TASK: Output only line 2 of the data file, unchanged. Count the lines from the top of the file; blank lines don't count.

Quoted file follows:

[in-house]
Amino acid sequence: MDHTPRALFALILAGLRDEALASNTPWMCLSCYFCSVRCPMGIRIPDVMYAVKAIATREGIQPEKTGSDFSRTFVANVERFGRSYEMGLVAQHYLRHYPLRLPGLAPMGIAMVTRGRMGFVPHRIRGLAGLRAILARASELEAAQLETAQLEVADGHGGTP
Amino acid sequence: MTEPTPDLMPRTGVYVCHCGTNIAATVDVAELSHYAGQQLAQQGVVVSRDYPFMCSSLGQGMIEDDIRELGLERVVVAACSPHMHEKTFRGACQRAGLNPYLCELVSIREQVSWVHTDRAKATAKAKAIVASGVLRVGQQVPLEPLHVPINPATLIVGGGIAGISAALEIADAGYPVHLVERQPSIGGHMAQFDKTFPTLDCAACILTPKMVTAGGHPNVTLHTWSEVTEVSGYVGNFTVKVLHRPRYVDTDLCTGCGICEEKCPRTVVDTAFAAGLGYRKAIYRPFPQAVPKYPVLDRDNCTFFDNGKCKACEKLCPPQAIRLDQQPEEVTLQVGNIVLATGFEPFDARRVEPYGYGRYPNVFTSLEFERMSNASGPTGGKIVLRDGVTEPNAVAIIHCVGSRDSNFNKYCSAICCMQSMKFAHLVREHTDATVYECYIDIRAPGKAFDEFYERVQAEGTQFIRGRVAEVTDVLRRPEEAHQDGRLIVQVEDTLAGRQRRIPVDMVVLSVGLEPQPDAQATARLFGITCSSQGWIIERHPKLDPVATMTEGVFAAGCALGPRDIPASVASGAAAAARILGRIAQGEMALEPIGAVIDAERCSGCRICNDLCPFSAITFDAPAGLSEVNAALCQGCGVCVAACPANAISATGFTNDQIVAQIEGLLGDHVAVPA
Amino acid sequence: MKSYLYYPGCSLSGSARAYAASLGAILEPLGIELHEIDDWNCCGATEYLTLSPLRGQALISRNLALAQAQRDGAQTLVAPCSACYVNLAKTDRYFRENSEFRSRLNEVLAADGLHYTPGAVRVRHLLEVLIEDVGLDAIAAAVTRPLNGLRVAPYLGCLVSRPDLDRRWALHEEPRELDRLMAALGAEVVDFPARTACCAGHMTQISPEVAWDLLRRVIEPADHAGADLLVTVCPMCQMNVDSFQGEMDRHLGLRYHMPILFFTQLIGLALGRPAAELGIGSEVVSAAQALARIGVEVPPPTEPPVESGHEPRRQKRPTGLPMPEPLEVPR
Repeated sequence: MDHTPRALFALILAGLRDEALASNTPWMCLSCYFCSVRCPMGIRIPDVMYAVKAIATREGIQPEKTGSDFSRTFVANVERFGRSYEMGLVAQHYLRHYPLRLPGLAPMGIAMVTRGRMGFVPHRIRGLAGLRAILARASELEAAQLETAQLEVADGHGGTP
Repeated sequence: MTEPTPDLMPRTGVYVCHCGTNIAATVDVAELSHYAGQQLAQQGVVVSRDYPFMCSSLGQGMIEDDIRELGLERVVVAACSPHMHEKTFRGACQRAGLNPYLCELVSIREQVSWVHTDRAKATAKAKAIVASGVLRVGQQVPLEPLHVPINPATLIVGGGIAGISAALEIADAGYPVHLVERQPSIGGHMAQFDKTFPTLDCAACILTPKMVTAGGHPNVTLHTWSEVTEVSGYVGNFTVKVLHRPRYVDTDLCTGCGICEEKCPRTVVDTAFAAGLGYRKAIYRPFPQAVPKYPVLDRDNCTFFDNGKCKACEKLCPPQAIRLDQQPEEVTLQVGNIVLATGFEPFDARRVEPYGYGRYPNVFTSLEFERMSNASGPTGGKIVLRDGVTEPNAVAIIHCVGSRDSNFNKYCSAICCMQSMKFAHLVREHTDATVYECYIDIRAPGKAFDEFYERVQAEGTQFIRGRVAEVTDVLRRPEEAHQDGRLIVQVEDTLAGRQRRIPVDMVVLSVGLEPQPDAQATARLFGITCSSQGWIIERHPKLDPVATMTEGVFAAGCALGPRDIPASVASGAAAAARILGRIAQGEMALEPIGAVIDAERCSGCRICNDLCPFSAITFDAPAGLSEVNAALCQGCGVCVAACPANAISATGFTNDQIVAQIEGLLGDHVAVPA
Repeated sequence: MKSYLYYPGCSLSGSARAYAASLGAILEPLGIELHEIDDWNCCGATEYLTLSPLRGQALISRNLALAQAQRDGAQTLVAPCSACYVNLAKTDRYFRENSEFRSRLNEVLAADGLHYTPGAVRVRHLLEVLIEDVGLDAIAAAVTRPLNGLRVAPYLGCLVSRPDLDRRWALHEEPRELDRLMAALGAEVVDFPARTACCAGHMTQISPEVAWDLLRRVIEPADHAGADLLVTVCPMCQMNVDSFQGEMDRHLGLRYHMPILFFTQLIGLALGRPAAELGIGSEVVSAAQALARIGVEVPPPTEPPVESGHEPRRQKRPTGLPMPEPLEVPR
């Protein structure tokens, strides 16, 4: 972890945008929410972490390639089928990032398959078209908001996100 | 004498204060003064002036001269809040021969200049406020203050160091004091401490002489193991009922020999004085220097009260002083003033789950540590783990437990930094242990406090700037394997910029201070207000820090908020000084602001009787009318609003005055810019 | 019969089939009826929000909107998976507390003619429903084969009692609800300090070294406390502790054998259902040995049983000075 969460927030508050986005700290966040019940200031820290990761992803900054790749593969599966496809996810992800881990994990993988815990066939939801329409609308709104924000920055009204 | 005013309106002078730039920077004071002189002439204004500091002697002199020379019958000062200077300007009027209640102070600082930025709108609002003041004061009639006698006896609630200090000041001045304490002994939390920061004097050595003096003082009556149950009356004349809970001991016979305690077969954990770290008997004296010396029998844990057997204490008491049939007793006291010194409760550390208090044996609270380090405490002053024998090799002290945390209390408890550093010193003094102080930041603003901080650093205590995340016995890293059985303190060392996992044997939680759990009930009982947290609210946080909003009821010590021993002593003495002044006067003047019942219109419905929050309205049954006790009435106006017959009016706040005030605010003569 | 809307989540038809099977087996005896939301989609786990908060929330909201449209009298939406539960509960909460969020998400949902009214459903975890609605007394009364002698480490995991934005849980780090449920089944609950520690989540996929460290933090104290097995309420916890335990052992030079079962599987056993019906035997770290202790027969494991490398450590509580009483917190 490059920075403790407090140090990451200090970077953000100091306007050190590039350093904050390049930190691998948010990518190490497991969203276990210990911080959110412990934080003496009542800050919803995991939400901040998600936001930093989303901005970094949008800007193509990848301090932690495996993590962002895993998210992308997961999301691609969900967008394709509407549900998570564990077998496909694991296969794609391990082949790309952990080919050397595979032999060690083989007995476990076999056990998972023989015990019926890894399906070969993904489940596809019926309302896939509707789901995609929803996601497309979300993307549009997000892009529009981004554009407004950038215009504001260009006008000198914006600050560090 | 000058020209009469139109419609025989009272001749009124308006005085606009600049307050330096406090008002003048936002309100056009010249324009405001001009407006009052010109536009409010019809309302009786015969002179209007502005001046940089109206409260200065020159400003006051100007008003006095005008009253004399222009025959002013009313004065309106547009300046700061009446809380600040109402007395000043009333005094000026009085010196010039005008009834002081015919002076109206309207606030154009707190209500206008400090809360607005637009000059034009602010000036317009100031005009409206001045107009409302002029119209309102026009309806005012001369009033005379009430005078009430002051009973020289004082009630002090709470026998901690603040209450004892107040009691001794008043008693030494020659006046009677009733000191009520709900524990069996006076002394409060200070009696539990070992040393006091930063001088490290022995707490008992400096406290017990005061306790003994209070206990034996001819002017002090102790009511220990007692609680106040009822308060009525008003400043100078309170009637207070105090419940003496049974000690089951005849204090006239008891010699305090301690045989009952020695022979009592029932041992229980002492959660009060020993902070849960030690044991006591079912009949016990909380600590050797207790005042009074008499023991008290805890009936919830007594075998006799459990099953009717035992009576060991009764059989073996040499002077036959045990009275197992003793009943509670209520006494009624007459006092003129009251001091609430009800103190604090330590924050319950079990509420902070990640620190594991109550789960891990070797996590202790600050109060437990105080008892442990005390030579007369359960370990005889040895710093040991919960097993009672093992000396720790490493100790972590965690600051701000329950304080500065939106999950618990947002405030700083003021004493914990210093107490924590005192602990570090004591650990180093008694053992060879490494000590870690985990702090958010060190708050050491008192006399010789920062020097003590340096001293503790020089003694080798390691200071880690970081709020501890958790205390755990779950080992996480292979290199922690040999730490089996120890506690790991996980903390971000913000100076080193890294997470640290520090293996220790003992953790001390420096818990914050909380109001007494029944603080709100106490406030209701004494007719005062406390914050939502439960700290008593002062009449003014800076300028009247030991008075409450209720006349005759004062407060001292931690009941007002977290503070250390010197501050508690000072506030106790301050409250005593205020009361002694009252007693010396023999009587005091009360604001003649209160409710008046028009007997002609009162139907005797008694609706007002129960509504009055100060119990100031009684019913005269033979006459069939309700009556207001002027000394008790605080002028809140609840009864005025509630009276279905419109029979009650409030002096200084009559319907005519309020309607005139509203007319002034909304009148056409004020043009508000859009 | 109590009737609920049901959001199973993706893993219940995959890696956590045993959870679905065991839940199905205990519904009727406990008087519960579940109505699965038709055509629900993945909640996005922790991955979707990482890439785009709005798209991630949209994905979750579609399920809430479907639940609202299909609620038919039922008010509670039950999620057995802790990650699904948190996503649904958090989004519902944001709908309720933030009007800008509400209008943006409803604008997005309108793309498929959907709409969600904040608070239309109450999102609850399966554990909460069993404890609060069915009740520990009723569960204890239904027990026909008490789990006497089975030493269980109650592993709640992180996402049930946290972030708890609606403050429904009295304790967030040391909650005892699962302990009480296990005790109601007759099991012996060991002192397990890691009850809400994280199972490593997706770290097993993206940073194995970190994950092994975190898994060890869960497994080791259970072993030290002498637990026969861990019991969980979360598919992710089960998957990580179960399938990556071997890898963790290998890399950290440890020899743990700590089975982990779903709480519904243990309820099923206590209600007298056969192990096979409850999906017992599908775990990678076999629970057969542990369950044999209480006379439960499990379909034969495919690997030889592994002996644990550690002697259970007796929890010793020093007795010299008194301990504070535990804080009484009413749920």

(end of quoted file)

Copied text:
Amino acid sequence: MDHTPRALFALILAGLRDEALASNTPWMCLSCYFCSVRCPMGIRIPDVMYAVKAIATREGIQPEKTGSDFSRTFVANVERFGRSYEMGLVAQHYLRHYPLRLPGLAPMGIAMVTRGRMGFVPHRIRGLAGLRAILARASELEAAQLETAQLEVADGHGGTP